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Integrated Pest Management - IPM
IPM methods equip pest control operators and other members of the IPM team to design flexible, site-specific pest management plans scaled to the severity of the problems and the level of resources available.

Use of Integrated Pest Management (IPM) principles and practices in the school environment is a growing trend in communities throughout the United States. IPM's focus on pest prevention using effective, least-toxic methods is proving practical to apply and cost-effective to operate.

EPA promotes integrated pest management through documents such as the IPM for Schools: A How-to Manual, because IPM represents a prudent approach to understanding and dealing with environmental concerns. Because IPM is a decision-making process and not a rote method, an IPM program will always be able to take into account the wide spectrum of pest problems and the diversity of people involved. 

IPM for Schools: A How-to Manual is available in Adobe Portable Document Format (PDF).

Chapters 1 through 4 provide a full discussion of IPM concepts pertaining to schools. These chapters will be of particular interest to school board members, administrators, principals, facility managers, and parents as they work to establish IPM policies, pest control contract guidelines, and other administrative systems designed to institutionalize IPM. Appendix B, "How To Develop An IPM Program," provides a step-by-step guide for implementing a school IPM program, and includes a discussion of the psychological and institutional barriers to IPM.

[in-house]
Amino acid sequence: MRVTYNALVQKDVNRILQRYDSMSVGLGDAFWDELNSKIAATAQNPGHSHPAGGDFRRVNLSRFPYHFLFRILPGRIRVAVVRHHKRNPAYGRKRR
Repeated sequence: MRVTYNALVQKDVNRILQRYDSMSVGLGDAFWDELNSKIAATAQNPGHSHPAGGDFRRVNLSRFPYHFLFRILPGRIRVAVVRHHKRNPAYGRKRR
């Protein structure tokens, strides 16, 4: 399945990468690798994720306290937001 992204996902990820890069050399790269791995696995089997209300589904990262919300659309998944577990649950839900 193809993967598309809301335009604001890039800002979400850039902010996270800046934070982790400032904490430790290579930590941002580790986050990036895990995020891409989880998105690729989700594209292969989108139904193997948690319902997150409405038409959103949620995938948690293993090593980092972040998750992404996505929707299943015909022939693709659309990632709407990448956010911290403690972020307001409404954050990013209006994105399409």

Chapters 5 through 19 cover IPM strategies for 14 of the most common pests or problem sites in U.S. schools. These chapters are written primarily for pest control personnel and others who may be involved in the day-to-day pest management in a school.

Disclaimer:
Mention of trade names, products, or services does not convey, and should not be interpreted as conveying, official EPA approval, endorsement, or recommendation.

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Positioning the aerosol directly in front of the target can reduce the chemicals used by up to 90%.  

 

20ft sprays could reach the nest, but they would also saturate the side of the house and use up to 90% more spray.

Many  sprays are petroleum based and can damage siding, shingles, and surrounding greenery. 

 

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